The party has had its ups and downs and sometimes appears to be cultivating an rightist populism, which contrasts to the senior statesman, above-the-fray image of its current MEP.
Pro-family values, with more children and better schools. An equal footing for Estonian citizens in Europe in all respects. National security and Russia merit prominent mention in the program. Bigger investments into knowledge-based economy, and balanced budget. Fighting against corruption. The #1 goal, however, the party has emphasized, is strengthening Estonia's security in Europe.
IRL received 48,000 votes five years ago, winning one seat safely, which was its top candidate Tunne Kelam. He is with the largest group in the EP, the European People's Party. He is a member of the subcommittee on defense/security and an alternate member of the committee on employment and social policy. A key accomplishment is considered to be the passage of the 2009 resolution condemning the crimes of totalitarianism.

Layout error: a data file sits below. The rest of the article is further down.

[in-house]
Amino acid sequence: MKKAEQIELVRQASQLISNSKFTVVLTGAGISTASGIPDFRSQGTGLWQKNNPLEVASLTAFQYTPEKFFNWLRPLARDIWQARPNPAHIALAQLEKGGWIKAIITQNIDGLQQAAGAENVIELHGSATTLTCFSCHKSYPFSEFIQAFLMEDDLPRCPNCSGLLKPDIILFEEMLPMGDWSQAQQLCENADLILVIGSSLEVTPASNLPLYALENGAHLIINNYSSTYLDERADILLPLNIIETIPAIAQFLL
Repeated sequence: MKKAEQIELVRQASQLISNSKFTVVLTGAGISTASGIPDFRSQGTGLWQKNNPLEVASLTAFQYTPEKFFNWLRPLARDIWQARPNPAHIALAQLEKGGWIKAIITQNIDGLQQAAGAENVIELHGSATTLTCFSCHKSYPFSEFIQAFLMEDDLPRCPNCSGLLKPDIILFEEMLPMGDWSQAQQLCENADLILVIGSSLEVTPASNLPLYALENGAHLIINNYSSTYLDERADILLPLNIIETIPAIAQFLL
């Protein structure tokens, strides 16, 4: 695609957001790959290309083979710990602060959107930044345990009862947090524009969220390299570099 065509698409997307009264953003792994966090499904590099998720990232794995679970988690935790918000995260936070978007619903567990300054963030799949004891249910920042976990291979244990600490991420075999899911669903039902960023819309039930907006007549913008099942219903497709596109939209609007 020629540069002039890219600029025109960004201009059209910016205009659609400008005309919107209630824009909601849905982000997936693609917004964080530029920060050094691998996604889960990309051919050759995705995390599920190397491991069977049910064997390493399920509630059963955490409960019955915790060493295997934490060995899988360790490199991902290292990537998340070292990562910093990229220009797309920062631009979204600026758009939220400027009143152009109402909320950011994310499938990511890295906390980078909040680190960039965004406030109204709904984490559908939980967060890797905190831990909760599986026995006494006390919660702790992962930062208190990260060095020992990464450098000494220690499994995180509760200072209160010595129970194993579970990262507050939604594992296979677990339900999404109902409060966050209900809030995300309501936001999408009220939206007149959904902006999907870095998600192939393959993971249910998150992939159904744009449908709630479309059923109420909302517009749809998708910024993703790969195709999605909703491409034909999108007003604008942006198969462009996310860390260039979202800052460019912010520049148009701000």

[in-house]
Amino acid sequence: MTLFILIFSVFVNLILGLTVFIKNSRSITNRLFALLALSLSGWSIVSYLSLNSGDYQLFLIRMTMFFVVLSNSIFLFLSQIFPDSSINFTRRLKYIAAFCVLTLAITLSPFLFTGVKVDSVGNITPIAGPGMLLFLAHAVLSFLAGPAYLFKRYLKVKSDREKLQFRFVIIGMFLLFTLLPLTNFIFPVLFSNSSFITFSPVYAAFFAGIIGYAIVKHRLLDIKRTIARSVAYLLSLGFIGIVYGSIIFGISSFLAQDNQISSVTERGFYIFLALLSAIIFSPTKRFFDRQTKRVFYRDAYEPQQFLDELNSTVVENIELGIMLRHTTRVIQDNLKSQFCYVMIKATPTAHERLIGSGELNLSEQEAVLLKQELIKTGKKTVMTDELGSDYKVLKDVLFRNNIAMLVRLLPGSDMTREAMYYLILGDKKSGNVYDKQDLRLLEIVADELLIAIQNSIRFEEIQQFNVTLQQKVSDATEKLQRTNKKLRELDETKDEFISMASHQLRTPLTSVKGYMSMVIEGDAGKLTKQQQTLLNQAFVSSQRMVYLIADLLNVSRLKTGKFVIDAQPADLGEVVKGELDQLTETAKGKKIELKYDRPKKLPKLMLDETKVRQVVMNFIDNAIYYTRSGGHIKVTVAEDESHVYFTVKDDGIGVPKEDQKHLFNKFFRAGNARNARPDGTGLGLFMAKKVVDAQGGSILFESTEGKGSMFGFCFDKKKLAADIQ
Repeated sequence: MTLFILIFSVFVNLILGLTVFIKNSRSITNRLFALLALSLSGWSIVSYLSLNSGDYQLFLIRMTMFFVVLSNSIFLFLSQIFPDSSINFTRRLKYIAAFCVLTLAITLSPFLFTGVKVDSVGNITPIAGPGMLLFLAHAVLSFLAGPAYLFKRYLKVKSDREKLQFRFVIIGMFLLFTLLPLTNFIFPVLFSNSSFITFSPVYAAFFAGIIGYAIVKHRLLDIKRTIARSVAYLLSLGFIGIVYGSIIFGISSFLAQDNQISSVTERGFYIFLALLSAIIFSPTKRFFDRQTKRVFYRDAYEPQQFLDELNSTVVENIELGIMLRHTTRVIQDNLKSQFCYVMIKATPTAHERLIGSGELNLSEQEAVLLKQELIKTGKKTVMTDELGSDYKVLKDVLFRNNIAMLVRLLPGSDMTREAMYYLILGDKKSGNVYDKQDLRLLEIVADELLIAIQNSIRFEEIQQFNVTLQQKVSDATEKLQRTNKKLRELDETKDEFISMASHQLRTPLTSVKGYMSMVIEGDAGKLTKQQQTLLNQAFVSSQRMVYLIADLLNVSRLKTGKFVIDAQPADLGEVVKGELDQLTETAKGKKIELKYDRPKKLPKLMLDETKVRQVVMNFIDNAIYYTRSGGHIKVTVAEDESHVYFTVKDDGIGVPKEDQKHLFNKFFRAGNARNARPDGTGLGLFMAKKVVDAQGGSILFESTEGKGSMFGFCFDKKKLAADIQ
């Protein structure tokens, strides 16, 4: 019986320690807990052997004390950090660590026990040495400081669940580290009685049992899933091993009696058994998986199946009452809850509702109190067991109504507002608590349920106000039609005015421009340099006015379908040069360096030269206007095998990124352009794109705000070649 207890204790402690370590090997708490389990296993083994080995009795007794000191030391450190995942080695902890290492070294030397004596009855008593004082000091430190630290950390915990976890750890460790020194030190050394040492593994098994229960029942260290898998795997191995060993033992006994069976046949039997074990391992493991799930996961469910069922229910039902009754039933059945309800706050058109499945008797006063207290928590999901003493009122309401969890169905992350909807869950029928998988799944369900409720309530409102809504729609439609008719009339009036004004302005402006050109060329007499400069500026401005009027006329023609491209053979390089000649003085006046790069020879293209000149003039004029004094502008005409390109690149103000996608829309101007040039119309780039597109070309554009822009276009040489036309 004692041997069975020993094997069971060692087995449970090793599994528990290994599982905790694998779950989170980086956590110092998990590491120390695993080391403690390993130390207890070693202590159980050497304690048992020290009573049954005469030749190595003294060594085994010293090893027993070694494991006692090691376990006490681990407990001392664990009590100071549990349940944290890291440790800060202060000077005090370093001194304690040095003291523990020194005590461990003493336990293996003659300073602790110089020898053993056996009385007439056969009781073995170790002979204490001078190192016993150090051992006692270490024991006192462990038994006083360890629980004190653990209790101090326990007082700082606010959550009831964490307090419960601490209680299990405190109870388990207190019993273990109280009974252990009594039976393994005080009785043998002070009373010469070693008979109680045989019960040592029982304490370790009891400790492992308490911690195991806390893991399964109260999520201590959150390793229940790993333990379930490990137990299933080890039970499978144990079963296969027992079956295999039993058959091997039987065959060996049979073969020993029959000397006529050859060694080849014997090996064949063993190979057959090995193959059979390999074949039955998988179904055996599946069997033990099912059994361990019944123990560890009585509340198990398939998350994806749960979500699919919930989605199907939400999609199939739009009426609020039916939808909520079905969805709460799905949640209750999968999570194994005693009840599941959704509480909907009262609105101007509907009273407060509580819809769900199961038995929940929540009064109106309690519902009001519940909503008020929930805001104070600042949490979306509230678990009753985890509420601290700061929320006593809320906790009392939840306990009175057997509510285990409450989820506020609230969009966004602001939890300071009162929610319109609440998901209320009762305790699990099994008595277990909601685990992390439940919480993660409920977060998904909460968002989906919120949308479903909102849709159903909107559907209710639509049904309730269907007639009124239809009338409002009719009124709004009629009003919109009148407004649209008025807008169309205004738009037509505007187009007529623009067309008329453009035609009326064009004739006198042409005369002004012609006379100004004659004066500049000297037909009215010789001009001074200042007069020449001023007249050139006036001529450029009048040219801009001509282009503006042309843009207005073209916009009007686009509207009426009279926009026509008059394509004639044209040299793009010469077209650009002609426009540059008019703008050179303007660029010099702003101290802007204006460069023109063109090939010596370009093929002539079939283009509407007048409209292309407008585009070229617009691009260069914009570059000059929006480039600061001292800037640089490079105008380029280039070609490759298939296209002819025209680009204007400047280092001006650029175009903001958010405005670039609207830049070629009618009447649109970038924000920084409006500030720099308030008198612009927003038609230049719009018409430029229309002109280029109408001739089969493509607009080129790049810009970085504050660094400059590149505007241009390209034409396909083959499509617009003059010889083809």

Kelam, who will be 78 this year, is running again.The former re-independence-era leader and deputy speaker of Parliament has never been tainted by a major scandal; within fractious IRL, he is even considered an acceptable option on the farther-right, with Parliament Foreign Affairs committee leader Marko Mihkelson absorbing the fallout for the new Russian-Estonian border treaty (viewed by some as contradicting the previous Tartu treaty, the country's "birth certificate"). On the list of candidates, Kelam is followed by former speaker Ene Ergma, Mihkelson, journalist Anvar Samost and Tallinn city council members Eerik-Niiles Kross and Yoko Alender.